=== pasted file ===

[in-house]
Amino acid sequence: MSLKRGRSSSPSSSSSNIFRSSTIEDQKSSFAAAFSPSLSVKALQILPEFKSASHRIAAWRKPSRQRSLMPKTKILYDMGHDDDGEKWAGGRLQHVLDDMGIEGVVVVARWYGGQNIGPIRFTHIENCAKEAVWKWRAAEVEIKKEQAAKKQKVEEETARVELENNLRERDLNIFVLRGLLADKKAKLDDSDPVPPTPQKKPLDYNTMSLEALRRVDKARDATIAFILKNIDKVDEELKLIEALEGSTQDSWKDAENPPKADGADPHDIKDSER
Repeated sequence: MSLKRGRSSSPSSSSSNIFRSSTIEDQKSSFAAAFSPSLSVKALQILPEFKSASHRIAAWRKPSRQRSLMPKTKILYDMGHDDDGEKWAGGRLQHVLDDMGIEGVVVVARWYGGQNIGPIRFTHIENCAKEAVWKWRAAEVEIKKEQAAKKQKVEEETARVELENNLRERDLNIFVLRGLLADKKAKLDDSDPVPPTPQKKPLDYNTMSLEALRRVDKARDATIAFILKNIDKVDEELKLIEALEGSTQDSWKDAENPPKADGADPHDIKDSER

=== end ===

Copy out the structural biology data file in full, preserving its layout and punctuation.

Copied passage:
[in-house]
Amino acid sequence: MSLKRGRSSSPSSSSSNIFRSSTIEDQKSSFAAAFSPSLSVKALQILPEFKSASHRIAAWRKPSRQRSLMPKTKILYDMGHDDDGEKWAGGRLQHVLDDMGIEGVVVVARWYGGQNIGPIRFTHIENCAKEAVWKWRAAEVEIKKEQAAKKQKVEEETARVELENNLRERDLNIFVLRGLLADKKAKLDDSDPVPPTPQKKPLDYNTMSLEALRRVDKARDATIAFILKNIDKVDEELKLIEALEGSTQDSWKDAENPPKADGADPHDIKDSER
Repeated sequence: MSLKRGRSSSPSSSSSNIFRSSTIEDQKSSFAAAFSPSLSVKALQILPEFKSASHRIAAWRKPSRQRSLMPKTKILYDMGHDDDGEKWAGGRLQHVLDDMGIEGVVVVARWYGGQNIGPIRFTHIENCAKEAVWKWRAAEVEIKKEQAAKKQKVEEETARVELENNLRERDLNIFVLRGLLADKKAKLDDSDPVPPTPQKKPLDYNTMSLEALRRVDKARDATIAFILKNIDKVDEELKLIEALEGSTQDSWKDAENPPKADGADPHDIKDSER